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A-1 PALLET COMPANY v. CITY OF JACKSON, Mississippi.
¶ 1. After granting a temporary restraining order preventing the City of Jackson from demolishing certain structures on property owned by A-1 Pallet Company, the Hinds County Chancery Court entered a Memorandum Opinion and Order granting the City's motion to dismiss and dissolving the temporary restraining order. Feeling aggrieved, A-1 Pallet Company appeals to us. Finding no error, we affirm the judgment of the Chancery Court for the First Judicial District of Hinds County.
FACTS AND PROCEEDINGS IN THE TRIAL COURT
¶ 2. A-1 Pallet Company is a Mississippi corporation with business operations at 1000 North Mill Street in Jackson, Mississippi. Day-to-day operations of the corporation consist of recycling wooden pallets and converting nonsalvable pallets into mulch.
¶ 3. By way of letter, the City of Jackson notified A-1 that a show-cause hearing had been scheduled on Tuesday, June 19, 2007, for the purpose of determining whether the City should proceed to clean up property at the 1000 North Mill Street location, since the property was in “such a state of uncleanliness as to be a menace to the public health and safety of the Community.” The first notice,1 signed by Property Inspector Supervisor Donnie Neely, cited the following actions that needed to be taken on the property in case number 2007-3295: “Cutting of grass & weeds and removing trash and debris, remove heavy vegetation on front of building at gate. Remove deteriorated pallets, scrap metal and inoperable equipment.” A second notice cited the following actions to be taken in case number 2007-3294: “Demolish and remove remains of structures or bldgs, cut grass and weeds and remove trash, debris, steps, foundations and driveway, scrap metal, and deteriorated pallets.”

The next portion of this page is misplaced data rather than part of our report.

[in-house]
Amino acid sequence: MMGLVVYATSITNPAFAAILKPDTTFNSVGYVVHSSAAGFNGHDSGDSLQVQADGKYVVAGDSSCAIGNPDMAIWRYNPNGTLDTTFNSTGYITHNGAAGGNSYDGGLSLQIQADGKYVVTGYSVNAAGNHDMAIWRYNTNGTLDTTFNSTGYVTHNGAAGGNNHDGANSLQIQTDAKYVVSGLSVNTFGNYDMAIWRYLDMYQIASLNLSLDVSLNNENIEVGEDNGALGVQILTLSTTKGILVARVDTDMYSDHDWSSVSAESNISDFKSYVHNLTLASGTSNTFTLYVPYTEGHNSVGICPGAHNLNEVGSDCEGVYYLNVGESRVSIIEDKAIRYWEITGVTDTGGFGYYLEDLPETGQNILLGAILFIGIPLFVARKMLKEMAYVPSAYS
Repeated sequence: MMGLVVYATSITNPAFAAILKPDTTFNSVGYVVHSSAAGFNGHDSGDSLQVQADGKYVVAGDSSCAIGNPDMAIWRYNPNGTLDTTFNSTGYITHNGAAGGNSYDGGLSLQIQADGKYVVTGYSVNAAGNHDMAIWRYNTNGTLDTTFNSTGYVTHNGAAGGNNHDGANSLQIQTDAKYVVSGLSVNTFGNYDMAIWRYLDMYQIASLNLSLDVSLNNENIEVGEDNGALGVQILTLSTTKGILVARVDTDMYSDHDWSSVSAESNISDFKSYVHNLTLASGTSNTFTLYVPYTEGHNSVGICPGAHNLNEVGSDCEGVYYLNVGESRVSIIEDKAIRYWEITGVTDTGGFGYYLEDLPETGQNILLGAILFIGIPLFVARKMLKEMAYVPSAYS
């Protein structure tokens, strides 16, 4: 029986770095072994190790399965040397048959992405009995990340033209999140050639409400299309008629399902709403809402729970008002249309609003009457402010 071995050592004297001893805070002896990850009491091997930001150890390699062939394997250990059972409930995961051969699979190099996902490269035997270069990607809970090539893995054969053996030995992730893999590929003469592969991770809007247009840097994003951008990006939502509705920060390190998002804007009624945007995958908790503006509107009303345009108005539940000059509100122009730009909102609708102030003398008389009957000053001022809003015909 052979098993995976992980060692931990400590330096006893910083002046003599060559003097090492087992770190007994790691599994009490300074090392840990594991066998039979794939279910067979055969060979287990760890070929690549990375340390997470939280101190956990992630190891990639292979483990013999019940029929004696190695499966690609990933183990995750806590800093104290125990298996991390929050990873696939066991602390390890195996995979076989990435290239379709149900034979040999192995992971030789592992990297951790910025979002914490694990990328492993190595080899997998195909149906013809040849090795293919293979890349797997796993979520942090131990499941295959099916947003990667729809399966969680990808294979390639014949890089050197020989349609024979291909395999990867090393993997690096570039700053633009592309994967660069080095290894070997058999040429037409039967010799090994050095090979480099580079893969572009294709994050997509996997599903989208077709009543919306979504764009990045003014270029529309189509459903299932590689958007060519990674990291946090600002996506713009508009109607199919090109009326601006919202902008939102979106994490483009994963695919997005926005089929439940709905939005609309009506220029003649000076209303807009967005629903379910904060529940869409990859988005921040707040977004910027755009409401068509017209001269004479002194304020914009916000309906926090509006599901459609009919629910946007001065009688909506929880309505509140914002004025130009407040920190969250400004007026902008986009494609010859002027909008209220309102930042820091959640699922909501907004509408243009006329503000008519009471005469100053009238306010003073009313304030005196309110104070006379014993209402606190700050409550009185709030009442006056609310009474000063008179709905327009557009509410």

¶ 4. A-1 retained counsel and sought to have the June 19, 2007, hearing continued. A-1 President Charlotte Reeves attended the June 19 hearing to advise the City her attorney could not be present and to request a continuance; however, Reeves's request for a continuance was denied, and the hearing proceeded without her counsel present. The hearing concluded with the City finding that the property was a health and environmental risk and adopting a resolution to destroy certain buildings located on the property. According to Reeves, the buildings on the property the City Council slated for demolition were vital to A-1's day-to-day operations. Moreover, while both notices indicated that A-1 need only clean up the property at its expense to prevent further City action, Reeves claimed that at the hearing, she was no longer given the option to clean the property and that total demolition of the buildings would be imminent.
¶ 5. As a result of the City Council's resolution, on June 20, 2007, A-1 filed a Petition for Temporary Restraining Order and Permanent Injunction against the City in the Chancery Court for the First Judicial District of Hinds County. In its Petition, A-1 sought to enjoin the City from demolishing any of its buildings on the property. A temporary restraining order (TRO) against the City was entered that same day. The TRO was extended on June 28, 2007, by agreement of both parties, until such time as the Jackson Historic Preservation Commission could rule on the City's request for a Certificate of Appropriateness, which was required pursuant to a city ordinance in order for the City to destroy property in a historic district. Also on June 28, 2007, A-1 filed a Bill of Exceptions with the Hinds County Circuit Court to appeal the action of the City Council with respect to its adoption of a resolution to destroy the property.